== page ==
Q&A with Totally Deceased author, Sue H. Cunningham
We spoke to Sue H. Cunningham, the author behind Totally Deceased – a brand-new, hilarious, high-stakes YA murder mystery!
Totally Deceased is out now.
Tell us about the concept of your debut Totally Deceased.
Totally Deceased is a funny supernatural YA murder mystery where seventeen-year-old Jess wakes from an emergency heart transplant to find she’s being haunted by her donor. High-maintenance trust fund teen Tilly is convinced she was murdered and refuses to rest in peace until Jess agrees to help her solve the mystery behind her untimely death.
What inspired you to write the book?
I’ve always loved those buddy movies where two completely contrasting characters are somehow linked together and have to learn to work as a team in order to solve a problem. I’m also awed and fascinated by the idea of heart transplant surgery and the mechanics of how it all works. I used to write short fiction for magazines and one story was about a little girl’s imaginary friend who turned out to be her heart transplant donor. I often wondered about overhauling this idea into a longer story where I could explore the ‘what ifs’.
What if your donor came back to haunt you? What if their death wasn’t an accident? What if you were trapped together until you could solve the mystery?
There are plenty of laugh-out-loud moments in this murder mystery. How challenging is it to write funny dialogue, particularly when the core subject is dark?
I have quite a dark sense of humour so my problem is probably knowing when to stop! I think you can find a hint of humour in almost anything.
Writing dialogue is definitely my favourite part of the writing process. In real life, I am that person who always thinks of the witty comeback when it’s ten minutes too late – luckily, as a writer, you have the opportunity to edit and give your characters the chance to say it to the right person at the right time!
What was the funniest part of the book to write?
I really enjoyed writing the banter and bickering between the two girls. Early on, I had an idea for Tilly to misquote Oscar Wilde. I liked how this turned out and decided to use this as a running theme throughout the book. I had a lot of fun thinking up other famous people for her to misquote!
Tilly and Jess, the main characters, have a brilliant dynamic despite being polar opposites. Was it fun creating their dynamic?
Yes, it really was. When I was at uni, I shared a house with a group of girls all from different walks of life – we had a real North/South split and a mix of rich versus ‘normal’ (or poor as Tilly might call someone who lives in a house with only one bathroom). There was lots of bickering and general hilarity as we bonded but, despite our differences, we became lifelong friends, going on to become bridesmaids and then even god mothers to each other’s children. I like to think those experiences inspired my writing about the power of female friendship.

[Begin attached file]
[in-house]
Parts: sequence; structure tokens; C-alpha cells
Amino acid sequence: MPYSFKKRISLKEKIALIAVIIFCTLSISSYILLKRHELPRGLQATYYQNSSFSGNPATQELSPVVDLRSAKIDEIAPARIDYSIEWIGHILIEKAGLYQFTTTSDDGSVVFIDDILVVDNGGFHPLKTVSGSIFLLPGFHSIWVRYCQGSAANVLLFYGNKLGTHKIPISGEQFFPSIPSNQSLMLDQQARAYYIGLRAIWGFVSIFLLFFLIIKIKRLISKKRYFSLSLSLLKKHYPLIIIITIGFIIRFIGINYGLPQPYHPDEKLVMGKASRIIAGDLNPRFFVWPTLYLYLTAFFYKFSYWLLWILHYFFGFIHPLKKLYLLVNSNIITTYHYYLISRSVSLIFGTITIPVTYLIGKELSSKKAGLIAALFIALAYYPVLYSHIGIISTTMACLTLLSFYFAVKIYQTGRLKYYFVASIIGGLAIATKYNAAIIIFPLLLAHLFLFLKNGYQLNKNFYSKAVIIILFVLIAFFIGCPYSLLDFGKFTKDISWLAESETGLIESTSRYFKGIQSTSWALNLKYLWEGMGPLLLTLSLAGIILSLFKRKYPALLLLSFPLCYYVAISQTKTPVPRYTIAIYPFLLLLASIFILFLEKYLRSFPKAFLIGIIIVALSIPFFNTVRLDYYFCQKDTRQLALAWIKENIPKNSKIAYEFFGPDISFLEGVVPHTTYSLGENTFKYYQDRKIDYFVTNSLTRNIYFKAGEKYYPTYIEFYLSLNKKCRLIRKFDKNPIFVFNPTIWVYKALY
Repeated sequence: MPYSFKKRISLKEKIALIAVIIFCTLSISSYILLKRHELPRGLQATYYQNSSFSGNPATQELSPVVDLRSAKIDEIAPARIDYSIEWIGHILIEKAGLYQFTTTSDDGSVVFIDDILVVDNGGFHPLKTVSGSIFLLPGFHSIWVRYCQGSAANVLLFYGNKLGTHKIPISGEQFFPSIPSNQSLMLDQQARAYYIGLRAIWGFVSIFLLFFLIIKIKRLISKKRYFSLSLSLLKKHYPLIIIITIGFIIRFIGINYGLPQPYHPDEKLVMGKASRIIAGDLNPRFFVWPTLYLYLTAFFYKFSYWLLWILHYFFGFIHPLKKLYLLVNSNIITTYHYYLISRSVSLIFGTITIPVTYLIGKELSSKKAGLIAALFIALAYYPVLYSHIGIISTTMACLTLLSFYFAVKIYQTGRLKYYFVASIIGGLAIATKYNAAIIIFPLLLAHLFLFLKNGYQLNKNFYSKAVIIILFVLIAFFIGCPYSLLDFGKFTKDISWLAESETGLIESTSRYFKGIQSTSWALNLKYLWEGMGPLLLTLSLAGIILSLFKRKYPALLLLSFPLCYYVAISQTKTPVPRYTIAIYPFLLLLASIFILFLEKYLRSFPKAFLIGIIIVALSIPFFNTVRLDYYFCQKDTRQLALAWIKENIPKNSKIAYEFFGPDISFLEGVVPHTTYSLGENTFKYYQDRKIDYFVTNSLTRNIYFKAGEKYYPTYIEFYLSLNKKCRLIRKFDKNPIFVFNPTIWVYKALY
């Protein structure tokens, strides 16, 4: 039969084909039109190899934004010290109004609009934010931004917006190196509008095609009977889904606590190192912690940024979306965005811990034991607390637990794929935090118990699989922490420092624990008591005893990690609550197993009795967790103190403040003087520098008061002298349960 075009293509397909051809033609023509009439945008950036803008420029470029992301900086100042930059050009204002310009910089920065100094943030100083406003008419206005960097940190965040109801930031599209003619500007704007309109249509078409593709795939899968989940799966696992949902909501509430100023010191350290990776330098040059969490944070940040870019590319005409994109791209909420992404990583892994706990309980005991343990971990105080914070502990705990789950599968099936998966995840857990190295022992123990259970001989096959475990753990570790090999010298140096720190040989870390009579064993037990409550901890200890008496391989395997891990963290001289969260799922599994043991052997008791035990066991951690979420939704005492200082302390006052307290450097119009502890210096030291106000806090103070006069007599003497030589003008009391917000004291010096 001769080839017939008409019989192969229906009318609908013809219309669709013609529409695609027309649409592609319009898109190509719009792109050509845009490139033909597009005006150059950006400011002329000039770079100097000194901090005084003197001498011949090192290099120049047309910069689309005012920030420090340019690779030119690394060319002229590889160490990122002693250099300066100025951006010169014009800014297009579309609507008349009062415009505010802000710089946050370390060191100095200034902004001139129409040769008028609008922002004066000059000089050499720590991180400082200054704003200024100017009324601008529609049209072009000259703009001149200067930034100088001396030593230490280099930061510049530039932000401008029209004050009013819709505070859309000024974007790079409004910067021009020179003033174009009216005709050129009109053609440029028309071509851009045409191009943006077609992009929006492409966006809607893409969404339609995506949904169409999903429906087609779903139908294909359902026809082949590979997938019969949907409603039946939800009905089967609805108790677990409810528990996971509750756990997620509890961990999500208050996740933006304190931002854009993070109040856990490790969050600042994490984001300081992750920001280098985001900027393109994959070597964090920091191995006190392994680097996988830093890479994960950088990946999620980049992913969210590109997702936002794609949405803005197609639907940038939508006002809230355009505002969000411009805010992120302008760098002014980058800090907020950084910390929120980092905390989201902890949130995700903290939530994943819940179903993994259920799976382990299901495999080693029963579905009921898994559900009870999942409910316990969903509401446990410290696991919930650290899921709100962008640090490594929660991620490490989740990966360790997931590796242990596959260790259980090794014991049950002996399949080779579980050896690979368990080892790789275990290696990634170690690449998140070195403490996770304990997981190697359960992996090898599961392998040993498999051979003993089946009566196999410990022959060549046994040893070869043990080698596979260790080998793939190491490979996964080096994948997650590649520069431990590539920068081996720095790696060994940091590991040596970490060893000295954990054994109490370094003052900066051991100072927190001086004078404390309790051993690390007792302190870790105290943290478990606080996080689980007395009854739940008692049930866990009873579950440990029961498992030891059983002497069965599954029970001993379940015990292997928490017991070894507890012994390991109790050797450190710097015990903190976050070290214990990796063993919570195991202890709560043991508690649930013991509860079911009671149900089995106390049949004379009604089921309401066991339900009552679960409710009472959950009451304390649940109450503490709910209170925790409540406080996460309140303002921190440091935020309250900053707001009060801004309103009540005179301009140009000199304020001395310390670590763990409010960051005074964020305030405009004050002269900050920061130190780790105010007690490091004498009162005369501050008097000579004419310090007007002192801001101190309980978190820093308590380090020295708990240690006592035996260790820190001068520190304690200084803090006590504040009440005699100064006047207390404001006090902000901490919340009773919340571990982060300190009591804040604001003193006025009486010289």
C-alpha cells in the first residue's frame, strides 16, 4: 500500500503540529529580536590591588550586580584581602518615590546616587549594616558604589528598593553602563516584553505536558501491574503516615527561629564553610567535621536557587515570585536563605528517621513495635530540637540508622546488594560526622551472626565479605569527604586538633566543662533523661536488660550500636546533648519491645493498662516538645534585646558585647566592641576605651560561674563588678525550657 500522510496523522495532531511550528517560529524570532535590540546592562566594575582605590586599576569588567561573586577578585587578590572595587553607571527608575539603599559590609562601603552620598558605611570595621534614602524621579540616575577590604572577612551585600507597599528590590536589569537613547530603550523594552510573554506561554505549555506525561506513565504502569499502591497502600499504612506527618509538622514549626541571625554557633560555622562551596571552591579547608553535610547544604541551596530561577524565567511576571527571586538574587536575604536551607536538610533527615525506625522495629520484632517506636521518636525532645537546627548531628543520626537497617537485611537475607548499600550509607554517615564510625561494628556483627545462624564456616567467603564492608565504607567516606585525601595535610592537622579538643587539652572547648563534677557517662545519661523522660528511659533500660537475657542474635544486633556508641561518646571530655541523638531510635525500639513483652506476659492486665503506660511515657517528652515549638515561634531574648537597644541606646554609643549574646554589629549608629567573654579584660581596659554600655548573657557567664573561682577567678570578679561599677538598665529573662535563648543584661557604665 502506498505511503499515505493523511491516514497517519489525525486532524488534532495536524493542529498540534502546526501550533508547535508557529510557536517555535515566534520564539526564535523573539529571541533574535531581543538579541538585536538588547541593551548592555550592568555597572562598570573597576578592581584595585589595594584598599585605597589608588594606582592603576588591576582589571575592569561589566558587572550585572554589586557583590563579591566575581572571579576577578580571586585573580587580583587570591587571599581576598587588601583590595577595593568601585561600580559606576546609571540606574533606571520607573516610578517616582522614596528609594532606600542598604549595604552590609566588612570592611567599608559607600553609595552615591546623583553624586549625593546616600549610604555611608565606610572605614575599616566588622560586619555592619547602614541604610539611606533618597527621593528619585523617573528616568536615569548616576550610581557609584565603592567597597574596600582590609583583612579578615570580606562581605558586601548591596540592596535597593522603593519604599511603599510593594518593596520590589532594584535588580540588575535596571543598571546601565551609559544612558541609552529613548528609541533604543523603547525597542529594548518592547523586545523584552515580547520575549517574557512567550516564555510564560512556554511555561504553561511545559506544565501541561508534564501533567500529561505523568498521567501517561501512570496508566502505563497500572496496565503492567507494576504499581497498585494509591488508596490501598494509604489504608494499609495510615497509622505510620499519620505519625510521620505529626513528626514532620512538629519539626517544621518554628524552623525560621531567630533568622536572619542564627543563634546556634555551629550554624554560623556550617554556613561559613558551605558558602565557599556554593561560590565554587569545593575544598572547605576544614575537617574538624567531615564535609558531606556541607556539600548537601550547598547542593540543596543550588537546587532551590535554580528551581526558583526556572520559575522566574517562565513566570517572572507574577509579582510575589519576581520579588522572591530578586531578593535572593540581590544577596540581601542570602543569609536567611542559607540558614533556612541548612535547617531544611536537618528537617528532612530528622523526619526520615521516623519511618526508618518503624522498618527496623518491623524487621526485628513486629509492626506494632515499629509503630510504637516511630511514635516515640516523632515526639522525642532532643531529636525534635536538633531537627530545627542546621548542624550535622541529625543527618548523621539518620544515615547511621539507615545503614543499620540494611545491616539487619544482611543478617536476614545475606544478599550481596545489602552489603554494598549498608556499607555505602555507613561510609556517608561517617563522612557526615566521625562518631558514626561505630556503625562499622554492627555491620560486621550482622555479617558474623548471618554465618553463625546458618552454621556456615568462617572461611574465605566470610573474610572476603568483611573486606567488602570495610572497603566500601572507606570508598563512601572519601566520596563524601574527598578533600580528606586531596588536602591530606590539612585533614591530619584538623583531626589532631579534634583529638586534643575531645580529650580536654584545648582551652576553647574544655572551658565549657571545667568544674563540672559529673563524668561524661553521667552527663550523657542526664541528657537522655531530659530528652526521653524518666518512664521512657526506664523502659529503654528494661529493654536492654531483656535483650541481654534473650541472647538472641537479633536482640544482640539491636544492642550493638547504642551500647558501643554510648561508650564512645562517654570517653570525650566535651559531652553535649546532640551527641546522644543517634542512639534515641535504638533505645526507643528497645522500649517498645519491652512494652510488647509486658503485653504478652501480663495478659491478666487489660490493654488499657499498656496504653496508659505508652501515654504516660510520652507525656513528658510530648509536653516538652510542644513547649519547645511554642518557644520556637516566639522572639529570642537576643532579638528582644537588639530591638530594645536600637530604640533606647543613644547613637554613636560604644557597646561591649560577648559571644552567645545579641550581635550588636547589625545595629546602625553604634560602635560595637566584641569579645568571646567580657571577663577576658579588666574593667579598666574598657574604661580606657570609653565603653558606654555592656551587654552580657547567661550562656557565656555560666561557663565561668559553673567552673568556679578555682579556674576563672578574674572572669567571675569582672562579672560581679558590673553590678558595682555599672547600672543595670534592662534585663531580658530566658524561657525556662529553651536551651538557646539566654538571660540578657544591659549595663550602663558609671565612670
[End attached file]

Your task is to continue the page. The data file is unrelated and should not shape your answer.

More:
Besides writing, what do you enjoy doing in your spare time?
I love reading, movies, walking my dog, and you can’t beat a lie in on the weekends. I had a brief dabble with tap dancing tutorials on YouTube during the pandemic and quite fancy the idea of progressing to some proper lessons!
What are you reading right now?
I’m embracing the forthcoming spooky season with Big Bad Me by Aislinn O’Loughlin, a funny YA about werewolves, and I’ve just started reading the horror anthology, A Taste of Darkness (but only during daylight hours – I’m such a wuss!).
Do you have any tips for aspiring writers?
1. Find a critique partner (or more than one) – it’s a great way of learning to edit yourself and practise accepting constructive criticism with good grace! I still find critiquing others’ work really helps me to spot the flaws in my own writing.
2. Don’t worry too much about the ‘rules’ (you know: you must hit a certain number of beats, you should write every day, you can’t write and have a social life etc). Write the way that works best for you. For me, the magic is all in the editing, so I’d say don’t be in a rush to get your work out on submission. Give yourself the space to polish and refine.
3. Be nice and don’t be afraid to ask for help – there are lots of free opportunities and the writing community (especially for kid lit) is one of the most welcoming spaces online!
– Sue H. Cunningham